It’s well-known that you should never restore a backup copy of Active Directory older than the tombstone lifetime, which by default is 60 days. That’s because after 60 days objects that have been deleted from AD are scavanged and permantently deleted. You see, when you delete something from AD it doesn’t really get deleted, it just gets tombstoned i.e. marked as deleted. Such tombstones have a lifetime of 60 days and after that they’re cleaned out of the directory and gone forever.
Unless you try and restore a backup of AD that’s more than 60 days old. The problem with doing this however is that you’re likely to end up with objects that have been permanently deleted suddenly coming alive again, sort of like zombies in that Eddie Murphy movie. In fact, if you do have to restore AD you should use as recent a backup copy as you possibly have i.e. a day old at most. And even that can cause a few hiccups on a large network since computer accounts have their passwords randomly changed every 30 days for security reasons, so if you have a lot of computers on your network then it’s very likely that even in a span of one day a few computer accounts will change, and these machines will need to have their computer accounts reset. The same goes for trust relationships, which also have their passwords changed every 30 days, so you may need to delete and re-create a trust or two in a multi-domain environment, though that’s less likely.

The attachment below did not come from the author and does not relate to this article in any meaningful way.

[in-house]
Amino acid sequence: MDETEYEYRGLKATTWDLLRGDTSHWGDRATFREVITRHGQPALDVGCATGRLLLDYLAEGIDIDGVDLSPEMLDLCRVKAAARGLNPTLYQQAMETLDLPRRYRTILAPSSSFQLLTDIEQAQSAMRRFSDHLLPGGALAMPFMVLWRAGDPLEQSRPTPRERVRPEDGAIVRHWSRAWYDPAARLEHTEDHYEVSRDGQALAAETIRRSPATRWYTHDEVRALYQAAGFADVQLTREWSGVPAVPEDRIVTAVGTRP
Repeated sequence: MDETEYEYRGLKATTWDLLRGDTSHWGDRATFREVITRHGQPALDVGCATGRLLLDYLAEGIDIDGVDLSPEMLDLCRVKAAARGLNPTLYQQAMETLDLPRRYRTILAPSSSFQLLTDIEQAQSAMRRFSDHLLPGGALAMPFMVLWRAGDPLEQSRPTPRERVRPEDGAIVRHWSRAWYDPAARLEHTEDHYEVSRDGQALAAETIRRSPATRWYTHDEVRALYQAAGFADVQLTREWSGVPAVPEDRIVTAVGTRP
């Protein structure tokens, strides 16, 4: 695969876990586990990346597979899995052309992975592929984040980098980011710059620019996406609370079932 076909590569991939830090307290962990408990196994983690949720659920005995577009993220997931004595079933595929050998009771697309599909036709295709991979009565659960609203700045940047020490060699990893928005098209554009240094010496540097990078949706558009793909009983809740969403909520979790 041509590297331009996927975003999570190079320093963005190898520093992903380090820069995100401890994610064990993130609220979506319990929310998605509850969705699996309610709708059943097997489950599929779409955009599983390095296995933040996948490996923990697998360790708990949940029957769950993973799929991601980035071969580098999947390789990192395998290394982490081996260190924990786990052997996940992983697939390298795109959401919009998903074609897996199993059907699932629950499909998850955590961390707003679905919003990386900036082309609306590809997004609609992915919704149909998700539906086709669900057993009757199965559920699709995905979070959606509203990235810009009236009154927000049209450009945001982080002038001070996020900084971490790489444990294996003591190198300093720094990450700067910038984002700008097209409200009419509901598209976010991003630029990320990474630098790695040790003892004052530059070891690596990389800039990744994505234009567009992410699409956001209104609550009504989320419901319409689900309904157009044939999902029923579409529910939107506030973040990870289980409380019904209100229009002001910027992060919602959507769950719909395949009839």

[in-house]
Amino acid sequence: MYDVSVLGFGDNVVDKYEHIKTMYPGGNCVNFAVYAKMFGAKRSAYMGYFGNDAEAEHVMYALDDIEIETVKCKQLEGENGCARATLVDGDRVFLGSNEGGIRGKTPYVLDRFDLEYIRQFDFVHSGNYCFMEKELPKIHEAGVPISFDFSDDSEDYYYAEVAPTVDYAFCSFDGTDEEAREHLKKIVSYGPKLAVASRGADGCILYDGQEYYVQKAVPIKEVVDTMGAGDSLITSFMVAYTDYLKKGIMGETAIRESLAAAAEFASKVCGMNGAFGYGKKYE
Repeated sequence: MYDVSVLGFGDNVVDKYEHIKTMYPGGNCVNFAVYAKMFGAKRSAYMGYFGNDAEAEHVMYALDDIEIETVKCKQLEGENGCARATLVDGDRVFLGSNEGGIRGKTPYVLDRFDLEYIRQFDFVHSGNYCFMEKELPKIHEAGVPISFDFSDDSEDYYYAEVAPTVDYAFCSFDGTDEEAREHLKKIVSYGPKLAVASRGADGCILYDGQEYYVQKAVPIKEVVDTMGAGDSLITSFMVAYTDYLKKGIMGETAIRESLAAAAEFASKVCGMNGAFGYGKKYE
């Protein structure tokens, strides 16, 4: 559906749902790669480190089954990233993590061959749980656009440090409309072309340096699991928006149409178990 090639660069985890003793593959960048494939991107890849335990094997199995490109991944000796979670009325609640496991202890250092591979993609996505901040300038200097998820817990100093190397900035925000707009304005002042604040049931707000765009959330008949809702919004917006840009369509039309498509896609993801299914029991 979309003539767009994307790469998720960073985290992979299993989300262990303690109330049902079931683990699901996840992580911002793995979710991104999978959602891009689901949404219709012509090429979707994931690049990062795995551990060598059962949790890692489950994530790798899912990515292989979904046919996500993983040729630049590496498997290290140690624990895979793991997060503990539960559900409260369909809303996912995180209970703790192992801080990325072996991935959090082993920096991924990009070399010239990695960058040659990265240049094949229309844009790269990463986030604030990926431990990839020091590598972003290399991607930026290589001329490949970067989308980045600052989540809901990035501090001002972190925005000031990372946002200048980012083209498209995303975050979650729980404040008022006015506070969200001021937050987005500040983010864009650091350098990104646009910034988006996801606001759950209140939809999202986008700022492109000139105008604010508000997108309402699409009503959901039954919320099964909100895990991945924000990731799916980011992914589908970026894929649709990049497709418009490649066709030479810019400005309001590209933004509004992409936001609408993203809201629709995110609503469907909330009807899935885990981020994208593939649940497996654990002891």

What most admins don’t know however is that this grace period for restores of 60 days (the tombstone lifetime) has been lengthed in W2K3 SP1 to 180 days–but only for domains where the first DC has been dcpromo-ed on a standalone W2K3 SP1 machine. In other words, if you already have a domain and you upgrade your DC with SP1, the grace period is still 60 days.
Mitch Tulloch (MVP Windows Server) is a well-known industry expert in Windows administration and security and author of fourteen books including the Microsoft Encyclopedia of Networking, the Microsoft Encyclopedia of Security, Windows Server Hacks and IIS6 Administration. Mitch is based in Winnipeg, Canada and is President of MTIT Enterprises, an IT content development company. You can find more information about him on his website www.mtit.com